Using Film to Enhance Intellectual Property Law Education: Getting the Message Across
Film is a powerful education tool because it brings alive subjects, such as law, that can seem inaccessible in the fast-paced modern creative economy. Intellectual property (IP) law has been and still is a very much a text-based discipline and IP law education continues to be dominated by recourse to textual learning resources. However, the content of mainstream films provides a unique platform for debate and understanding the modern intellectual property law environment. This paper explores the place of film in IP law pedagogy. While the film genre has long been an important aspect of primary and secondary education, its use to enhance legal education at university level is still rare, although in the last decade a few UK law schools have attempted to integrate film and audio-visuals into legal learning. As a discipline, IP law is regarded as exciting ‘new’ law at the centre of the creative economy and as such, lends itself very well drawing on popular culture and film to illustrate legal principle. Further, with the advent of accessible audio-visual technology and large screens in university lecture theatres and classrooms, the film medium should be a viable method for IP law education, rather than left on the margin. This article will consider how the introduction of relevant mainstream commercial film media can enhance the pedagogy and delivery of IP law education in order to operate effectively in a complex, rapidly changing world. A methodology supporting the design, development and delivery of teaching by using relevant two-to-three minute clips from Academy Award-winning film The Social Network , a drama about the founding of the social networking website Facebook by entrepreneur Mark Zuckerberg and the resulting legal actions (including copyright infringement) will demonstrate how legal educators can inspire law students to engage more fully with their IP law studies. Copyright law issues relating to the screening of film clips in the teaching environment will be examined. The author presents the results of qualitative research concerning the student experience and student feedback on the use of film in legal education which assists to evaluate the advantages and disadvantages of screening film clips as a method of law teaching and learning. Finally, given the wealth of popular culture films available, other recommended films that are especially useful for teaching IP law subject matter are briefly discussed and the author will direct IP law educators to online resources so that they can begin to create a portfolio of their own films to further enhance their IP law teaching.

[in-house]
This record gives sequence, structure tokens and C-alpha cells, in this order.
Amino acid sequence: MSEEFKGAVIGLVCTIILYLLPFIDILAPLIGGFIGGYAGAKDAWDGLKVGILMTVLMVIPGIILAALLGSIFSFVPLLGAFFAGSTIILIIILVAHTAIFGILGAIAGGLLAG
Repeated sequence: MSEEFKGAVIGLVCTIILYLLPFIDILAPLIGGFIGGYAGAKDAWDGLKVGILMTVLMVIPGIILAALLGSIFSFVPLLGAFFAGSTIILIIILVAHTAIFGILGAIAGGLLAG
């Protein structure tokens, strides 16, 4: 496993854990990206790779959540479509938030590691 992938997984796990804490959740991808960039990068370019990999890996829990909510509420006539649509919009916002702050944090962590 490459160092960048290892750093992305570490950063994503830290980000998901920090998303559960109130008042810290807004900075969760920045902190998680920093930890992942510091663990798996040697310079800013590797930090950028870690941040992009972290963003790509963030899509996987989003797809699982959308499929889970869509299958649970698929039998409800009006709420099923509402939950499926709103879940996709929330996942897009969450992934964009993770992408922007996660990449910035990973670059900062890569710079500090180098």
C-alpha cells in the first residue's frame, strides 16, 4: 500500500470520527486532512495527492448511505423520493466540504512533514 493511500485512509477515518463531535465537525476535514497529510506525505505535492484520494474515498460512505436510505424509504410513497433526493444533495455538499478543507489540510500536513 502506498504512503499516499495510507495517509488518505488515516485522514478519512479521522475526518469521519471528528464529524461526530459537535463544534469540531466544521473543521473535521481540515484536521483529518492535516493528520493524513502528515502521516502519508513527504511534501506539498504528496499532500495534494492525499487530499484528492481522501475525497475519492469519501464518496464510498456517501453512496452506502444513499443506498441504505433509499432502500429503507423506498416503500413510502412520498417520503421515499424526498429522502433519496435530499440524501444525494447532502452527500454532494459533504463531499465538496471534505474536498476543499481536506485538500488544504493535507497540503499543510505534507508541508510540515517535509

The film also won Best Picture from the National Society of Film Critics, the New York Film Critics Circle, the Los Angeles Film Critics Association, and the National Board of Review, making it only the third film in history to sweep the ‘big four’ critics.
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